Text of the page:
Genetic reagent (Drosophila melanogaster)OK371-Gal4Mahr and Aberle, 2006
Genetic reagent (Drosophila melanogaster)GMR94G06Gal4 IIIBloomington Drosophila Stock CenterBDSC40701
Genetic reagent (Drosophila melanogaster)Nrv2Gal4 IISun et al., 1999
Genetic reagent (Drosophila melanogaster)Nrv2Gal4 II; R90C03Gal80 IIIKottmeier et al., 2020
Genetic reagent (Drosophila melanogaster)Nrv2Gal4 II; R90C03Gal80, UAS-CD8Cherry IIIKottmeier et al., 2020
Genetic reagent (Drosophila melanogaster)GMR83E12_AD II; Repo4.3_DBD IIIBittern et al., 2021
Genetic reagent (Drosophila melanogaster)GMR75H03-Gal4 IIIBloomington Drosophila Stock CenterBDSC39908
Genetic reagent (Drosophila melanogaster)ppkGal4, AUS-tdTomato IIIHerzmann et al., 2017
Genetic reagent (Drosophila melanogaster)lexAop-Flp IIIBloomington Drosophila Stock CenterBDSC55819
Genetic reagent (Drosophila melanogaster)w[*]; TI{2A-lexA::GAD}VGlut[2A-lexA]/CyOBloomington Drosophila Stock CenterBDSC84442
Genetic reagent (Drosophila melanogaster)ParaST76Bloomington Drosophila Stock CenterBDSC26701
Genetic reagent (Drosophila melanogaster)Oregon RBloomington Drosophila Stock CenterBDSC5
AntibodyAnti-Para N-term (rabbit, polyclonal)This studyIF (1:1000), WB (1:1000) 
Figures 1, 2
AntibodyAnti-dsRed (rabbit, polyclonal)TakaraCat#632496
IF (1:1000)
AntibodyAnti-GFP (chicken, polyclonal)AbcamCat#ab13970
AntibodyAnti-GFP (rabbit, polyclonal)InvitrogenCat#A-11122
AntibodyAnti-Rumpel (rabbit, polyclonal)Yildirim et al., 2022IF(1:1000)
AntibodyAnti-Repo (mouse, monoclonal)Hybridoma BankCat#8D12
RRID: AB_528448
AntibodyAnti-V5 (rabbit, polyclonal)Sigma-AldrichCat#V8137-.2MG
AntibodyAnti-HA (mouse, monoclonal)Covance
AntibodyAnti-Flag (rat, monoclonal)Novus BiologicalsCat#NBP1-06712SS
AntibodyFluoTag-X4 anti-GFP (Alpaca, monoclonal)NanoTag BiotechnologiesCat#N0304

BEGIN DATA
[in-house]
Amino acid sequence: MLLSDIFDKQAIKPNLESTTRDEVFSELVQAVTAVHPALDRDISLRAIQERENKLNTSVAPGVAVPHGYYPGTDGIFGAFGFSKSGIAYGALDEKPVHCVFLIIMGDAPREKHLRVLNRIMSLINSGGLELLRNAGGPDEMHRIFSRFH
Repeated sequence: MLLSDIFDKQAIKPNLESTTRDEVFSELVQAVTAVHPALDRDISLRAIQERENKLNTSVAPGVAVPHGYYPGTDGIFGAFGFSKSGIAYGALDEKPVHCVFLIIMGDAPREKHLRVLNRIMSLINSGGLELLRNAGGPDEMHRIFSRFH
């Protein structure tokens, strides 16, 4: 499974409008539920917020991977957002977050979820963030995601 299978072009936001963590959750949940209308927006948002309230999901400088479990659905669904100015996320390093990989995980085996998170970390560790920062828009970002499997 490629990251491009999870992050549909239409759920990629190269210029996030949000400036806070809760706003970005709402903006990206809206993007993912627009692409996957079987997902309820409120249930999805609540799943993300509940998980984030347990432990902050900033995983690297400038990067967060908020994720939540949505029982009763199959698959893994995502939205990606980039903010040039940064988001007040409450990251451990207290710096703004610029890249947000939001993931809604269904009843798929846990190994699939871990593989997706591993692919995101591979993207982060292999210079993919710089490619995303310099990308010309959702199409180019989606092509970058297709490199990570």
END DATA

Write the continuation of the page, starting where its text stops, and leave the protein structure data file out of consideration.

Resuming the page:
AntibodyFluoTag-X4 anti-RFP (Alpaca, monoclonal)NanoTag BiotechnologiesCat#N0404
AntibodyAnti-rabbit Alexa 488 (goat, polyclonal)Thermo FisherCat#A-11008
AntibodyAnti-rabbit Alexa 568 (goat, polyclonal)Thermo FisherCat#A-11011
AntibodyAnti-chicken Alexa 488 (goat, polyclonal)Thermo FisherCat#A-11039, RRID:AB_2534096IF(1:1000)
AntibodyAnti-mouse Alexa 488 (goat, polyclonal)Thermo FisherCat#A-11001, RRID:AB_2534069IF(1:1000)
AntibodyAnti-HRP Alexa 647 (goat, polyclonal)Thermo FisherCat#123-605-021, RRID:AB_2338967IF(1:500)
AntibodyAnti-rabbit HRP (goat, polyclonal)InvitrogenCat#31460
Recombinant DNA reagentpBS-KS-attB1-2-PT-SA-SD-0-mCherryDrosophila Genome Research CentreDGRC#1299
Recombinant DNA reagentpBS-KS-attB1-2-PT-SA-SD-0-Apex2This studyGeneration of transgenic fly
Sequence-based reagentBamH1 Apex2 fwdThis studyPCR primerAAGGATCCGGAAAGTCTTACCCAACTGT
Sequence-based reagentBamH1 Apex2 revThis studyPCR primerAAGGATCCGGCATCAGCAAACCCAAG
Sequence-based reagentMiLFVenken et al., 2011PCR primerGCGTAAGCTACCTTAATCTCAAGAAGAG
Sequence-based reagentMiLRVenken et al., 2011PCR primerCGCGGCGTAATGTGATTTACTATCATAC
Sequence-based reagentmCherry-Seq fwdPCR primerACGGCGAGTTCATCTACAAG
Sequence-based reagentmCherry-Seq revPCR primerTTCAGCCTCTGCTTGATCTC
Sequence-based reagentApex253_rev1This studyPCR primerAGCTCAAAATAGGGAACTCCG
Sequence-based reagentApex286_fwd1This studyPCR primerTACCAGTTGGCTGGCGTTGTT
Sequence-based reagentPara qPCR PrimerThermo Fisher ScientificCat#4331182
Sequence-based reagentRPL32 qPCR PrimerThermo Fisher ScientificCat#4331182
Commercial assay or kitRNeasy KitQIAGENCat#74104
Commercial assay or kitQuantitect Reverse Transcription KitQIAGENCat#205313
Commercial assay or kitTaqman gene expression assay, Universal Master Mix II, with UNGThermo Fisher ScientificCat#4440038
Software algorithmGraphPad PRISMGraphPad Software, USAVersion 6.0
Software algorithmFiji
Software algorithmZEN SoftwareZeissBlack version
Software algorithmAffinity PhotoSerif (Europe)
Software algorithmMATLABThe MathWorks, Inc
Software algorithmPhotoshop CS6Adobe

Data availability

All imaging and source data are available through: All Drosophila strains reported are available upon request to CK.

The following data sets were generated
    1. Ohm H
    2. Rey S
    (2023) OMERO
    Raw image data of all publication figures.


    1. Chandra P
    2. Singh YN
    Role of the Perineurium and glial lacunar system in nutrition and storage of nutrients in the central nervous system of Spodoptera litura fabr. (Lepidoptera: Noctulidae) at the time of reorganisation of the neural lamella during metamorphosis
    Folia Histochemica et Cytochemica 21:59–65.
  1. Book
    1. Prokop A
    2. Küppers-Munther B
    3. Sánchez-Soriano N
    (2012) Using primary neuron cultures of Drosophila to analyze neuronal circuit formation and function
    In: Hassan BA, editors. The Making and Un-Making of Neuronal Circuits in Drosophila. Humana Press. pp. 225–247.

Article and author information

Author details

  1. Simone Rey

    Institut für Neuro- und Verhaltensbiologie; Röntgenstraße, Münster, Germany